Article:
The four numbers every company needs to know and that most don’t
- Customer lifetime value (CLTV) — The sum of the future money you will get from a customer. Too many companies make the mistake of thinking they can calculate one number for their entire customer population. It’s more useful and accurate to segment a population and then calculate a different CLTV for each segment. This is the number that guides your marketing spend and marketing methods.
- Cost to acquire a new customer — Add all of your acquisition expenses for the year and divide by the number of new customers you acquired. Then hope your answer is less than the CLTV. If it isn’t, you need to change your business model.
- Money lost on each one-time buyer — Subtract the acquisition cost (number 2, above) from the median gross margin on a first time purchase. Generally this is a negative number; they cost you more than you spent to acquire them. A consumer usually needs to make multiple purchases before the gross margin on those transactions exceeds the cost to acquire the customer. Until that happens, the customer is unprofitable. When you multiple this dollar amount by the number of one-time buyers, you get a scary picture of how much these single purchasers are costing your company, and hopefully some resolve to fix the problem.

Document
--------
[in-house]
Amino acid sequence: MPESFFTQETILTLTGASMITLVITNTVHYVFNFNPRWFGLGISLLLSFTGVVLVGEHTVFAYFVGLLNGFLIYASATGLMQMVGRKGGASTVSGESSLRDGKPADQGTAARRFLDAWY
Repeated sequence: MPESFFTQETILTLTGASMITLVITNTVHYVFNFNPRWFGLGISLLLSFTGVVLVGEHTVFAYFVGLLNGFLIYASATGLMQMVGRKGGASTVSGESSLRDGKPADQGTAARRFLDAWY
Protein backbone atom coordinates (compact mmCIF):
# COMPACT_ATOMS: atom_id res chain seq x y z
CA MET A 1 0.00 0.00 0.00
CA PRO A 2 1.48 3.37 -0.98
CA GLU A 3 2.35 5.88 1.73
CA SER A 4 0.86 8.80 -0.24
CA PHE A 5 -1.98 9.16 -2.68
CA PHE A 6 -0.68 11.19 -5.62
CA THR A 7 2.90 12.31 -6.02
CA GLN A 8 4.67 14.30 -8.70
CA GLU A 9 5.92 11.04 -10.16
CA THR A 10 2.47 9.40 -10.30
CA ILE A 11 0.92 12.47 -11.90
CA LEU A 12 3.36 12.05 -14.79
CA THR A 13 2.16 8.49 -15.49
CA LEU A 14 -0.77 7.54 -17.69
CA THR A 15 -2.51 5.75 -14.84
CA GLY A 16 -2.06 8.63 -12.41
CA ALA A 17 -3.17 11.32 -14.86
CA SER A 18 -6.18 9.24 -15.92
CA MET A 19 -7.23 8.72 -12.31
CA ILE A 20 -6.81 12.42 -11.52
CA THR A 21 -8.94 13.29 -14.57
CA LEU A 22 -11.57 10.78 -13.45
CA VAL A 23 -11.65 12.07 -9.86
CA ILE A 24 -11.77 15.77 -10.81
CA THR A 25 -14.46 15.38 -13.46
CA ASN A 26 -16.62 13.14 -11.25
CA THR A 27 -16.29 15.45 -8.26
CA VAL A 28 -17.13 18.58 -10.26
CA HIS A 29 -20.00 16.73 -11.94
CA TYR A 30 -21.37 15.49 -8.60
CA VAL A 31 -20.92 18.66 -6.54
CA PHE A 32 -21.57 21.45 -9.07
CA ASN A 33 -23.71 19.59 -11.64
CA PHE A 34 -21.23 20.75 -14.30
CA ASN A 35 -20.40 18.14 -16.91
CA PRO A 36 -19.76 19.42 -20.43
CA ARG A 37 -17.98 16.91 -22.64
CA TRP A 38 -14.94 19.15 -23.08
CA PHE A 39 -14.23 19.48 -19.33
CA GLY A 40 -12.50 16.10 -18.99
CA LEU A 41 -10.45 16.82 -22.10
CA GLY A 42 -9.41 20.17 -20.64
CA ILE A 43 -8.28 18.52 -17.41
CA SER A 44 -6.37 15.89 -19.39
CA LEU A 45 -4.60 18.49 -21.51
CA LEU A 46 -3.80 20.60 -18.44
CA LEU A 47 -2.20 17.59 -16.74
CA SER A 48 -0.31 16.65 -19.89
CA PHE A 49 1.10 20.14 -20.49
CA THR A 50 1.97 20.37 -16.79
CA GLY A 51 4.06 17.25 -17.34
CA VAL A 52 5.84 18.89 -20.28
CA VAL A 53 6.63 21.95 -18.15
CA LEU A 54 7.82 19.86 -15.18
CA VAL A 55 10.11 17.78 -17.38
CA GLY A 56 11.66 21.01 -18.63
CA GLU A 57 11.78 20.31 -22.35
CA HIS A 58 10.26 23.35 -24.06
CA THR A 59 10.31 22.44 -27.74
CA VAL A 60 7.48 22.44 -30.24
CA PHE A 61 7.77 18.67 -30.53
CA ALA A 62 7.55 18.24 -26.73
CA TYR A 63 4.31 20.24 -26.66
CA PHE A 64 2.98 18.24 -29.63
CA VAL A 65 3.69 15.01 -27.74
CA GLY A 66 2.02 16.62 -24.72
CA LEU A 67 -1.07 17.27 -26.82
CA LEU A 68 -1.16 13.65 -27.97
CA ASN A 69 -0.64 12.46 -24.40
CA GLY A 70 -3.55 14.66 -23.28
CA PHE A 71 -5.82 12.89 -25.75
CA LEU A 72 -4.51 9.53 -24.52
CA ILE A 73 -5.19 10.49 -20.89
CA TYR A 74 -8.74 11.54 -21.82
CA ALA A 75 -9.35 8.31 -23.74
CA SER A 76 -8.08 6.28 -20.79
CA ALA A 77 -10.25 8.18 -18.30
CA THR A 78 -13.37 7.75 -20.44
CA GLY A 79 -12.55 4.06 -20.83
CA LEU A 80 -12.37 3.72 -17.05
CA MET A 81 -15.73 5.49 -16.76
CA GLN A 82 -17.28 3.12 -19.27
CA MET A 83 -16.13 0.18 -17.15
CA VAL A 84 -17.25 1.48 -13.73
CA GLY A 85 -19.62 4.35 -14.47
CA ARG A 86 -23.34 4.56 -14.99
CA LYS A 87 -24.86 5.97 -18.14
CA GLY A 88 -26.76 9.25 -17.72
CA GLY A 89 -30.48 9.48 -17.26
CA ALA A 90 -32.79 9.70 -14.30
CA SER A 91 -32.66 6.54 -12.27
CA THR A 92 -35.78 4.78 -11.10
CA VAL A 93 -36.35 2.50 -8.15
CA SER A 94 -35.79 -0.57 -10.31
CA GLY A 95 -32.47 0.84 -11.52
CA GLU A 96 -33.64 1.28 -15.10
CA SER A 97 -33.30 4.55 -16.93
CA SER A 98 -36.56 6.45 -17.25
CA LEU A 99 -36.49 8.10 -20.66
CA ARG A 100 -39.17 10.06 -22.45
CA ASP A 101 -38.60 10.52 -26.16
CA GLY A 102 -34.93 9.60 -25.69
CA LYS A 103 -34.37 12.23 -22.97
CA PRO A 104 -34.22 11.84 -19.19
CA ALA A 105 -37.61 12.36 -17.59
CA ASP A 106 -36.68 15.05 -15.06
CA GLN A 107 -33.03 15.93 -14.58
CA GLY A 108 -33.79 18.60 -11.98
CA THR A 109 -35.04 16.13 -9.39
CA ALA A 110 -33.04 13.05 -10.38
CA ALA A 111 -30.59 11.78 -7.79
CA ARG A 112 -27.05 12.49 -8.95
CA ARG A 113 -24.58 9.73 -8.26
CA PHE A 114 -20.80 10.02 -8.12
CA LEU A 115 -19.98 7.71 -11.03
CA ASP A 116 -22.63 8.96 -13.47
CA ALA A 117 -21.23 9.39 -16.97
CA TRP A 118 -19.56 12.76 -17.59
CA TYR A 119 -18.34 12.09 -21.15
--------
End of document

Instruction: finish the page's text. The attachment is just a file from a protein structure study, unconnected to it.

- Retention rate — What percent of your customers from your last period are still your customers this period? Is your retention rate improving or getting worse? Is your bucket of customers overflowing, filling, or leaking? As one of my networking contacts wrote me after reading an early version of this post, “Preventing base erosion is a red-hot concern, especially in rough economic times when every dollar matters.”
As more and more marketers convert to the discipline of making “data-driven decisions”, these are the data points that should drive many of those decisions. We think it is difficult to be an effective marketer today without knowing these numbers.